Rendering is a vital part of any production, and knowing how to create great looking renders in a short amount of time is important for any project. Becoming comfortable with a program's settings is the first step to achieving this. In this article and video tutorial you'll learn about the different features in CINEMA 4D's rendering system such as Render Region, the Picture Viewer and what settings to begin to tweak in order to get the results you want.
Rendering is something that can be extremely time consuming, both in the setup process and the amount of time it actually takes to render the scene, after reading this article you'll have a strong foundation in rendering in CINEMA 4D and how to setup a render that produces nice results, but isn't something that will bog down your system.
Rendering in the Viewport
In CINEMA 4D you have several different ways to actually render out your scene. Each way provides a unique advantage and when utilized can help the process. The first is rendering directly in the viewport of CINEMA 4D. This can be achieved two different ways. The first is by selecting the Render View icon at the top of the CINEMA 4D UI. The next is by simply using the shortcut Ctrl+R. Rendering in the viewport does exactly what it sounds like, it creates a render from where your camera is currently focused directly in the viewport. It doesn't open up a separate window or options.
Depending on the complexity of your scene, the lights, materials, etc., this can take some time to finish. Rendering in the viewport still renders the final output. One thing to keep in mind as well is that as soon as you move or adjust the angle in your viewport, the render will no longer be there.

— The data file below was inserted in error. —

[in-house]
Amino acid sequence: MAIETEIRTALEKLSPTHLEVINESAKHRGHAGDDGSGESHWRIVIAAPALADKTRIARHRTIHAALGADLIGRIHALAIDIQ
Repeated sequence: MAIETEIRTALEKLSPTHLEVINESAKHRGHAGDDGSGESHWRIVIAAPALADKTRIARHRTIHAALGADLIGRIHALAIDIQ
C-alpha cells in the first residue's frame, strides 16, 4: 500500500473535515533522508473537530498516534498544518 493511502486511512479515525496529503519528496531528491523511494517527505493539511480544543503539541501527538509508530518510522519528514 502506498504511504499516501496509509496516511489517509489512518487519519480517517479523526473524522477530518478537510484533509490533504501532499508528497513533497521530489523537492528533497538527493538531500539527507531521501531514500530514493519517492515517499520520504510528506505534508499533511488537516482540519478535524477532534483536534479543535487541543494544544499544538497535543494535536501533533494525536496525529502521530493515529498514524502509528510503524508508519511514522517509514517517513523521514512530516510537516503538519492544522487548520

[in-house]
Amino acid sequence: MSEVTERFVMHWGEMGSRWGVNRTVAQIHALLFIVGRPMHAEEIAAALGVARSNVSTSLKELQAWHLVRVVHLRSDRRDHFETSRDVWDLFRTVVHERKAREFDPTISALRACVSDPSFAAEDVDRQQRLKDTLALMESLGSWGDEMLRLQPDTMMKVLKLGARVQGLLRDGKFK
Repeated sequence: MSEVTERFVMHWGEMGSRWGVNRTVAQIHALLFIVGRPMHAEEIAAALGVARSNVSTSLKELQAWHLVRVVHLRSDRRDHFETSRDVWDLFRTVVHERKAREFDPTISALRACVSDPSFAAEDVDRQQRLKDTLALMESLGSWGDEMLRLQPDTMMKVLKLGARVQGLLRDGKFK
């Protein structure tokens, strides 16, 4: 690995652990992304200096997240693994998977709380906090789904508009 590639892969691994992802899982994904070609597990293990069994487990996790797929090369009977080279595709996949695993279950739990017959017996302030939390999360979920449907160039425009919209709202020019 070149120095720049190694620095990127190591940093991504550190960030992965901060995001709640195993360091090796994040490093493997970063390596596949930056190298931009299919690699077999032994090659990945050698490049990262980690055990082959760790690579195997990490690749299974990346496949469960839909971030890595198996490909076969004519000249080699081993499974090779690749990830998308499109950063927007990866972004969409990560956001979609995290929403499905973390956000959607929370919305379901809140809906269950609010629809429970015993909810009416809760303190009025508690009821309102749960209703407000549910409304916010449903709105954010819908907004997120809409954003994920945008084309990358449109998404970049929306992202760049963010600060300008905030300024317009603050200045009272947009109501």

This method is excellent for quickly seeing your lighting setup, materials, shadows, etc. without spending a lot of time actually rendering the image because it renders at a lower quality. This is great for first setting up your lighting, and making sure your materials look how you want. You're also able to isolate only a certain region, so you don't have to calculate the rest of the scene if you just want to focus on one area in the render.
You can activate the Render Region tool by going up to Render>Render Region, this will activate the tool, and you can click and drag in your viewport to select the area you want to render. You'll see that it renders in just a few seconds. While the results are not as high as using Render View you're able to get a good idea of how you're render is going to look in the final output.
Rendering the Picture Viewer
Rendering with the Picture Viewer opens up a separate render window letting you save the image out, adjust the Filters on the image as well as work with render Layers. This Picture Viewer is what you'll want to use when you're ready to render the final image, because it renders at full resolution and gives you different options to adjust.
The render settings are vital for fine tuning your render. You can open the render settings by selecting the icon at the top of the viewport or by pressing Ctrl+B. The first thing you'll see is the Output settings. Here you can adjust things like the width and height of the area you want to render. You also have the option to use some of the image presets defined by CINEMA 4D, there are presets for print resolution, web, screen and film.
This is where you can setup CINEMA 4D to render out an image sequence or movie file if you're rendering an animation. Within the Output settings you can adjust the start and end frame, so you can start the render at frame 1, and render to the last frame of the animation. When these parameters are set, CINEMA 4D will automatically render out the sequence when you start to render the animation in the Picture Viewer. You can change where you want the animation to render to by going to the Save settings. Here you can choose where you want to save the images on your computer, as well as change the file format.
The render settings are also where you enable various effects, like lens effects, caustics, depth of field, etc. You can find these effects by selecting the Effect menu in the render settings. Once you choose an effect it will be added to the render settings and you can adjust the parameters of the effect.
Now that you know some of the basics of rendering in CINEMA 4D let's walk through the process of setting up a render that will be great for something like Motion Graphics, something that can be setup quickly, and produce nice results. If you want to use the project file in the tutorial you can download it here: Project_File